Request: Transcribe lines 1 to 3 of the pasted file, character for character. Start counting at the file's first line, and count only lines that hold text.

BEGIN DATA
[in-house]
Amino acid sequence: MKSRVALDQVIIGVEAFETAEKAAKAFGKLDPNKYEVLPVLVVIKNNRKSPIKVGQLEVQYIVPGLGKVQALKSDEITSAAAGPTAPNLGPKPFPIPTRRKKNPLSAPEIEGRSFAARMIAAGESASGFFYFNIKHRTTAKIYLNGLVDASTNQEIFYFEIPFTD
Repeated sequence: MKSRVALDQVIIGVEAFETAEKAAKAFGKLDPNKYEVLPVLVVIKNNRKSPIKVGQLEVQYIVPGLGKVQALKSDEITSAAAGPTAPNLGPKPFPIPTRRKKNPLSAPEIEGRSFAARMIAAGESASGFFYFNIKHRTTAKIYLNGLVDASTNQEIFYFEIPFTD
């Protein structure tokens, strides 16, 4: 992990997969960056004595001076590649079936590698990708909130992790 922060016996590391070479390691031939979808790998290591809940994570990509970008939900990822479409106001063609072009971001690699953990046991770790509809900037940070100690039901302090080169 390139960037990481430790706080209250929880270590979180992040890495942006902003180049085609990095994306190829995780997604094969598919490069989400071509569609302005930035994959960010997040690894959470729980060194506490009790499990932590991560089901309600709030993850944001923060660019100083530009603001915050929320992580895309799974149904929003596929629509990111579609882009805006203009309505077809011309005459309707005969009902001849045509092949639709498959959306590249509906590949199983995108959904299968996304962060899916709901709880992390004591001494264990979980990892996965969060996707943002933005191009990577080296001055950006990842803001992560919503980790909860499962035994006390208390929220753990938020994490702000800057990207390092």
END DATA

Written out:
[in-house]
Amino acid sequence: MKSRVALDQVIIGVEAFETAEKAAKAFGKLDPNKYEVLPVLVVIKNNRKSPIKVGQLEVQYIVPGLGKVQALKSDEITSAAAGPTAPNLGPKPFPIPTRRKKNPLSAPEIEGRSFAARMIAAGESASGFFYFNIKHRTTAKIYLNGLVDASTNQEIFYFEIPFTD
Repeated sequence: MKSRVALDQVIIGVEAFETAEKAAKAFGKLDPNKYEVLPVLVVIKNNRKSPIKVGQLEVQYIVPGLGKVQALKSDEITSAAAGPTAPNLGPKPFPIPTRRKKNPLSAPEIEGRSFAARMIAAGESASGFFYFNIKHRTTAKIYLNGLVDASTNQEIFYFEIPFTD